Figure 22- Infuence of the addition of healing agent on the compressive strength of mortar. Dosages: all types of SAP: 1 m% relative to the cement content; MUC and MUC+ (1%): 1 m%; MUC+ (3%) and Micro-encapsulated bacteria spores: 3m%.

Fescon tested also encapsulated SAPs in wet shotcrete product. The application was made by hand (not shotcreting). Workability-time was reduced down to 5-10 minutes if both dry- and wet mixing was done. In case of just wet mixing, workability time was approximately 10-20 min. Wihout SAP, workability time was approximately 1 hour. Regarding self- healing, SAP clearly filled cracks in still water. Healing was to be seen up to 0.6 mm, but only locally. This means the dosage of SAP needs some optimizing.
Furhermore also some tests were done with jointing grouts containing Devan’s microcapsules. Only wet mixing process was included. Here also plasticity reduced at higher dosages. This time (hand application), the effect on compressive strength was not that dramatical as earlier with Devan capsules after wet shotcreting (with wet shotcrete). Minor healing process could be seen in still water.

2.4 Influence on the fresh and hardened concrete properties (main responsible: DTI, Acciona)
In connection with the mix design development of concrete for both large scale lab testing and field testing, DTI has tested the influence of a number of different healing agents on fresh and hardened concrete properties. The healing agents tested were MUC, MUC++ (contained straw fibers), impregnated Liapor, coated SAP and SAP-G.
The MUC (5 kg/m3) did not have any negative effect on the fresh concrete properties, but for MUC++ (4 kg/m3 plus 2 kg/m3 urea), it was necessary to add twice the reference amount of superplasticizer and the concrete was relatively tough (probably due to the straw fibers in the MUC++). Impregnated Liapor (167 kg/m3) was added as replacement of aggregate and this had no negative effect on the fresh concrete properties. The coated SAP (5.2 kg/m3) influenced the consistency of the concrete, due to the water uptake process (extra water was added in the mix design to account for this) that started 5-10 min after mixing. Within 30 min from mixing, the concrete went from being a SCC (slump flow of 550 mm) to having no workability. For SAP-G (3 kg/m3), extra water was also added to account for the water uptake, but furthermore, it was necessary to add 3.5 times the reference amount of superplasticizer. The concrete did however not lose consistency within one hour.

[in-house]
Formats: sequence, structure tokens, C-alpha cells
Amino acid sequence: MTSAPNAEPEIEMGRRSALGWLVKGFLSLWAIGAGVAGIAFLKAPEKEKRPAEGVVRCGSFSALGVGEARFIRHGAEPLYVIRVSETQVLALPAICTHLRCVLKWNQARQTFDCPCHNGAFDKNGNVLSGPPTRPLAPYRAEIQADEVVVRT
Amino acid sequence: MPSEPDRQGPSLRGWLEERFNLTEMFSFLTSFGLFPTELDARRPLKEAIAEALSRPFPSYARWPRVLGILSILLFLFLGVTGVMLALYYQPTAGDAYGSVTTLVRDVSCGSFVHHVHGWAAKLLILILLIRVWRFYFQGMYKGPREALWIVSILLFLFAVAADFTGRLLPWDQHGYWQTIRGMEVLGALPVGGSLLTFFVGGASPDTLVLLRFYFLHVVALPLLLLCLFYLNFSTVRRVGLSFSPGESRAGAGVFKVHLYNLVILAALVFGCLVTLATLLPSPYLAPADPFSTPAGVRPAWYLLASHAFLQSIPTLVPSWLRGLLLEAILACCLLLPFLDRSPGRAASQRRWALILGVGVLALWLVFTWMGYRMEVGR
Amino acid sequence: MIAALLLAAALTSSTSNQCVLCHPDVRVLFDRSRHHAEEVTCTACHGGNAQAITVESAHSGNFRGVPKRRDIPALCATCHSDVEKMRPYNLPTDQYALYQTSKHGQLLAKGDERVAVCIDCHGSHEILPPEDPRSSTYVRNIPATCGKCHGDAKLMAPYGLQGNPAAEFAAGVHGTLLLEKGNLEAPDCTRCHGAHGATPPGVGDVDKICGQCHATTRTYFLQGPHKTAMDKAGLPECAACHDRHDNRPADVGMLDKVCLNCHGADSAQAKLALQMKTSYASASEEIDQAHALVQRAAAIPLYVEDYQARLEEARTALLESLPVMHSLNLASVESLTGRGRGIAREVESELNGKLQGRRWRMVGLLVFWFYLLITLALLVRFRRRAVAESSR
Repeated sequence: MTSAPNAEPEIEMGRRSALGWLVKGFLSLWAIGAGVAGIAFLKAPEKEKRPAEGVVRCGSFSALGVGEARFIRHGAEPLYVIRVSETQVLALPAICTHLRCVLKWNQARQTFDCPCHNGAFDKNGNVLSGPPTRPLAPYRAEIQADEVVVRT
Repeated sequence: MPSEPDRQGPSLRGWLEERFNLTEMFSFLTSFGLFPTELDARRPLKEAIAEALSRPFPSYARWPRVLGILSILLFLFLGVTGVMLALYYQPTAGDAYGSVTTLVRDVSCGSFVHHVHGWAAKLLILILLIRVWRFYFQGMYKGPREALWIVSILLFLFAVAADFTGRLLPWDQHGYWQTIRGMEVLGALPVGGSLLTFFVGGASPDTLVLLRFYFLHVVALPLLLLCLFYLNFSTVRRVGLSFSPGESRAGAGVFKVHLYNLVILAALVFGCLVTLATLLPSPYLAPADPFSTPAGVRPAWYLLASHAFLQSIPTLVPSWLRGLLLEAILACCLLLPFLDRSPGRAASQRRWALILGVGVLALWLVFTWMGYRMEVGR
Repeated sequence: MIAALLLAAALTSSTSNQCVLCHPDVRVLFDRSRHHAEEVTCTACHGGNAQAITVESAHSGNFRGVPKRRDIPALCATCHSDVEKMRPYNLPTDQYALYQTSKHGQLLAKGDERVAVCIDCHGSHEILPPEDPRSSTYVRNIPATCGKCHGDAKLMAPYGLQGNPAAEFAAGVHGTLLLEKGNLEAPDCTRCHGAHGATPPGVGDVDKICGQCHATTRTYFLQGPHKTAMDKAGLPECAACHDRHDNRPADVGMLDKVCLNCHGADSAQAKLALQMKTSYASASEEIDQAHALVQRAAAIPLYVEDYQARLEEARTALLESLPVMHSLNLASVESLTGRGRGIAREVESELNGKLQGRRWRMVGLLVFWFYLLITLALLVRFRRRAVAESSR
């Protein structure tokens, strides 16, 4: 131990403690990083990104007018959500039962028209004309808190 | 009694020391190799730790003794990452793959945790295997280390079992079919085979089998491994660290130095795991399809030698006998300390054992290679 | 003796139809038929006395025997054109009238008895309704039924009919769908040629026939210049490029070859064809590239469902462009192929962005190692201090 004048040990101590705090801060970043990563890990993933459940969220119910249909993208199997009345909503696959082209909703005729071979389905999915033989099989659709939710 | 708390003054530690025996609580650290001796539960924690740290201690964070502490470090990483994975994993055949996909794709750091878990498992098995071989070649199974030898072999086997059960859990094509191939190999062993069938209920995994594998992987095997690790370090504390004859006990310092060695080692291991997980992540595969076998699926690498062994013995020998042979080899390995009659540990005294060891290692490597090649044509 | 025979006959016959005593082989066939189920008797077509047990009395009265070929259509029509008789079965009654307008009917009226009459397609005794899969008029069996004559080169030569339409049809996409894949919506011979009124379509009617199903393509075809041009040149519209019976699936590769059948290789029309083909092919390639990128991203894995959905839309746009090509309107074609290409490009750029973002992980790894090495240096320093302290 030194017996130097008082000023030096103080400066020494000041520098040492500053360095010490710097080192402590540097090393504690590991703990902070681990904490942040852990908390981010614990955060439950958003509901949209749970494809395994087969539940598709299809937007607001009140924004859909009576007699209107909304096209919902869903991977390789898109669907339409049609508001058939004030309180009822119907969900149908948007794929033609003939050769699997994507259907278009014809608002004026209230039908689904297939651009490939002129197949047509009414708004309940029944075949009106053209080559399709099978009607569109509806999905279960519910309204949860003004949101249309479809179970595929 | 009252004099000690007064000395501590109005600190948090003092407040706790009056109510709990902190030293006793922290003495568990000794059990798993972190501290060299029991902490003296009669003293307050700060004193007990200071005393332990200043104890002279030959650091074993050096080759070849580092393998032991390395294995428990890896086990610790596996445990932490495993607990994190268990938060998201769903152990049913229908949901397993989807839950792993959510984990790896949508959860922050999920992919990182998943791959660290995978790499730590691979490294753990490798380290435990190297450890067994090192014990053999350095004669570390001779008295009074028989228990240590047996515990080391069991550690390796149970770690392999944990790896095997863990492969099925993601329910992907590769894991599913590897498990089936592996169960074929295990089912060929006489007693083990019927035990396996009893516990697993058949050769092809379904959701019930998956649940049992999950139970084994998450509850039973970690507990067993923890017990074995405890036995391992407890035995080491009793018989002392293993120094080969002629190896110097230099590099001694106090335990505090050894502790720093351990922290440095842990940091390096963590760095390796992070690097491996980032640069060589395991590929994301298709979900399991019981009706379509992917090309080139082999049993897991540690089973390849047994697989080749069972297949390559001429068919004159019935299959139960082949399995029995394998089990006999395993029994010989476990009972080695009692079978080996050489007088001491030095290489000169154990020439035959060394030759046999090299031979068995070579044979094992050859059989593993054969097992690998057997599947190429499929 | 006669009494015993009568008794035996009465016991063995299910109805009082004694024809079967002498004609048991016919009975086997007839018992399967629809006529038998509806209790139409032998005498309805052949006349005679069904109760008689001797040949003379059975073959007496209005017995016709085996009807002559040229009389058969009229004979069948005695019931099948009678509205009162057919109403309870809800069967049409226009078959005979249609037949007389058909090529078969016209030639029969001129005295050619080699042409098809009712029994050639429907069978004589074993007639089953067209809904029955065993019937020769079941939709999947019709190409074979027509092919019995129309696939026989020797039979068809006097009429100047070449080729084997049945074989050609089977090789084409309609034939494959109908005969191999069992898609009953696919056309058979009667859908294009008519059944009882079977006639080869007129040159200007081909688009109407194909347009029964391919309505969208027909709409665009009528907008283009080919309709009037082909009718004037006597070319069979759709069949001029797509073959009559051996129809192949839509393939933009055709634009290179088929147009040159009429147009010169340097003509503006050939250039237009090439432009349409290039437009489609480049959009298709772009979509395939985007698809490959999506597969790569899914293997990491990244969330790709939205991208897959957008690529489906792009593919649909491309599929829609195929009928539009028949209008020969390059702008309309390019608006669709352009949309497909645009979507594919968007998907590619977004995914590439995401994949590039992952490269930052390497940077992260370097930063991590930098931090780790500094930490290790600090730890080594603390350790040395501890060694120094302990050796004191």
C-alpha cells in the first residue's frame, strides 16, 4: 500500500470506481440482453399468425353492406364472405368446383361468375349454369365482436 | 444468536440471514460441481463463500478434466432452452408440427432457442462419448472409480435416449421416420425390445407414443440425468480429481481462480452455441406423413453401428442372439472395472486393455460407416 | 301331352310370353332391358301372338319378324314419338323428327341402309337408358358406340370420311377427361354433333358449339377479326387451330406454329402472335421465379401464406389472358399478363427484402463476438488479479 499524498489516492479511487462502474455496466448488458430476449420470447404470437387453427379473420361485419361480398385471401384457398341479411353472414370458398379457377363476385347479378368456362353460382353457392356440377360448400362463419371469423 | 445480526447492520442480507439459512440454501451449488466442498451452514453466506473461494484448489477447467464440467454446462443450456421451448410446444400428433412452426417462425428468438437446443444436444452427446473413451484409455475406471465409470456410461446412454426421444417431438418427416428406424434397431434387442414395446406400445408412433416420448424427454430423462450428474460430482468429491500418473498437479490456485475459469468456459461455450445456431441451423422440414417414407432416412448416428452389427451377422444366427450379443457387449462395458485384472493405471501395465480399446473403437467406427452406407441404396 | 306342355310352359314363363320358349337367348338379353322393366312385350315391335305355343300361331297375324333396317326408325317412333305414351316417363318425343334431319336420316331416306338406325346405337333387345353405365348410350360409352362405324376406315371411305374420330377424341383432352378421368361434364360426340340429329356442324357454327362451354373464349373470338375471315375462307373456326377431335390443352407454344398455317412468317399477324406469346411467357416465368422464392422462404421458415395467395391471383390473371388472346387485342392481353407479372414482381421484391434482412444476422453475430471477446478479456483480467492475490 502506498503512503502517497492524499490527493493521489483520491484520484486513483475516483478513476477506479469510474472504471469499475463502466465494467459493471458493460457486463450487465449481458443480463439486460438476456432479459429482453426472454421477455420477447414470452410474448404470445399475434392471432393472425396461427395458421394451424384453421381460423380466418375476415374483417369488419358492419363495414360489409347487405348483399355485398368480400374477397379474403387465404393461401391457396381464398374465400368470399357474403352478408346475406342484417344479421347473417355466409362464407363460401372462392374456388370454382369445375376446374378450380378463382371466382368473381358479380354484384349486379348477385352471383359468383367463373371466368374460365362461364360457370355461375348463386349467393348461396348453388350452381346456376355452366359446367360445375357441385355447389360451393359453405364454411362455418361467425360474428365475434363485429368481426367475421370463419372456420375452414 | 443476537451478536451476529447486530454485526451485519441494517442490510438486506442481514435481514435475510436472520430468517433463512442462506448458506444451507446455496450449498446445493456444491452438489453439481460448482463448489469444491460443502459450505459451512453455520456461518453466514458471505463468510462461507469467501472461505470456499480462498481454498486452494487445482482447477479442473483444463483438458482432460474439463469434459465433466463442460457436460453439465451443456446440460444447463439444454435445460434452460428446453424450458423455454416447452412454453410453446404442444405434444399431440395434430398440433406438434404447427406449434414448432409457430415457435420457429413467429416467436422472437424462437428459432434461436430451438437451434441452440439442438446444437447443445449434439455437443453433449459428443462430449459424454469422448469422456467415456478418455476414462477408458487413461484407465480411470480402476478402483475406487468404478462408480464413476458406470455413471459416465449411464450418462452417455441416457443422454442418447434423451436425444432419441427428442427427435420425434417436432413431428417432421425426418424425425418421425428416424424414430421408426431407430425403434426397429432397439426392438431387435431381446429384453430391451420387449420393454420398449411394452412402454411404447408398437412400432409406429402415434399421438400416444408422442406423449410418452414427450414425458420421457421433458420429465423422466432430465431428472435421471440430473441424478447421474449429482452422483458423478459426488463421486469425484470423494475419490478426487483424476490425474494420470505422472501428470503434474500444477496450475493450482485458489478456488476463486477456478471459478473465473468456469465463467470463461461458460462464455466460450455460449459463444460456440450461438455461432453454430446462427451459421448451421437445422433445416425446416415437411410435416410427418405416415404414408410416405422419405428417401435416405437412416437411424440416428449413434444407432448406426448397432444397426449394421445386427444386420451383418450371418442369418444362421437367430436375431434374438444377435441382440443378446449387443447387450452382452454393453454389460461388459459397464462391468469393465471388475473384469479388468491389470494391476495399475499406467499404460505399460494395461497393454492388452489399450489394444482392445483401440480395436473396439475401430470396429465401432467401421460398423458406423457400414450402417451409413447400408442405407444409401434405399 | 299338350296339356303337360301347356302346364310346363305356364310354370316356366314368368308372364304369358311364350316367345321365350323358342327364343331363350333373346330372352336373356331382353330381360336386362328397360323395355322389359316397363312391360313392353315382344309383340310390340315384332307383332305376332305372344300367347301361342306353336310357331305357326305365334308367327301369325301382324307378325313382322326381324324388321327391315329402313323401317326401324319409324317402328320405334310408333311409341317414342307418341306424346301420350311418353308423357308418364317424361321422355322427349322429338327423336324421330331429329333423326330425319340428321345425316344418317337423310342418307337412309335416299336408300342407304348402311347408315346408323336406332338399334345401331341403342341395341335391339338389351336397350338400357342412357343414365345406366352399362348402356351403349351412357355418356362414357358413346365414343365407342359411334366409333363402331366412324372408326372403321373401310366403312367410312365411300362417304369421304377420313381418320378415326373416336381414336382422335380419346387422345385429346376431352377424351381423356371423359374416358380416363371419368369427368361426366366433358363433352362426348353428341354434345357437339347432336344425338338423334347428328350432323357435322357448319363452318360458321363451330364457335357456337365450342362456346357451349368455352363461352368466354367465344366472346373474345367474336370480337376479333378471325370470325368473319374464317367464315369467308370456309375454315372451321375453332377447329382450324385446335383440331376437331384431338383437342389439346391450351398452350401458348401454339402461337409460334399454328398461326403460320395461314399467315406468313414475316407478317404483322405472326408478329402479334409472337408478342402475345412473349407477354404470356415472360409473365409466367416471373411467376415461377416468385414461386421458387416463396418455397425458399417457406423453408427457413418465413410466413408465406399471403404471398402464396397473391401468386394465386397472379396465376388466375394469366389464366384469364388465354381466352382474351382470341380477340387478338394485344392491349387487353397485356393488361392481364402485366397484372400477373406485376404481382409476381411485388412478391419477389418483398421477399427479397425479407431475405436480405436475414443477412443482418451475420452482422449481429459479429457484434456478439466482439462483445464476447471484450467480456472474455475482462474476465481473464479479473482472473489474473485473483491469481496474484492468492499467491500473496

The 7 and 28 day compressive strength values of the concretes together with the 28 day chloride migration coefficients are compared in the Table 3. It should be noted that the SAP concretes are not air entrained.

Table 3 – 7 and 28 days compressive strength and 28 days chloride migration coefficients for the reference concrete and different types of self-healing concrete

Particles of liapor without self-healing agents were incorporated into concrete by Acciona. Liapor particles decrease the workability of concrete and a higher amount of superplasticizer is needed in order to obtain the original workability of concrete without liapor maintaining the water/cement ratio. The workability decreases even more when bacteria were incorporated into lightweight aggregates. Even so, the amount of superplasticizer is lower than needed in for concrete with SAP G and ME (micro-encapsulated) spores. Liapor with impregnated bacteria was added into the concrete mix replacing 20 vol% of aggregates, micro-encapsulated (ME) spores slurry contains 40 wt% of dried microcapsules and was added in a dosage of 6 wt% relative to cement weight and SAP-G was added in a dosage of 0.5 wt% relative to the cement weight.
Density of liapor is lower than the other aggregates and this physical property is important in casting process since the vibrating time has to be lower than for conventional concrete in order to avoid floating of particles on the surface. In addition, liapor particles with self-healing agents increase the setting time of concrete.
Influence of fragrance capsules provided by Devan in fresh concrete was also tested to expect the influence of micro-encapsulated spores on the fresh properties of concrete. The behaviour of this kind of capsules is similar than the capsules with bacterial spores. In this case, the workability of concrete was slightly affected and a slight increase of superplasticizer amount was needed. In self-healing concrete with micro-encapsulated spores, not only spores have to be included in the mix-design, but alsonutrients for bacteria have to be included. In this case, the amount of superplasticizer has to be even higher than for concrete with fragrance capsules.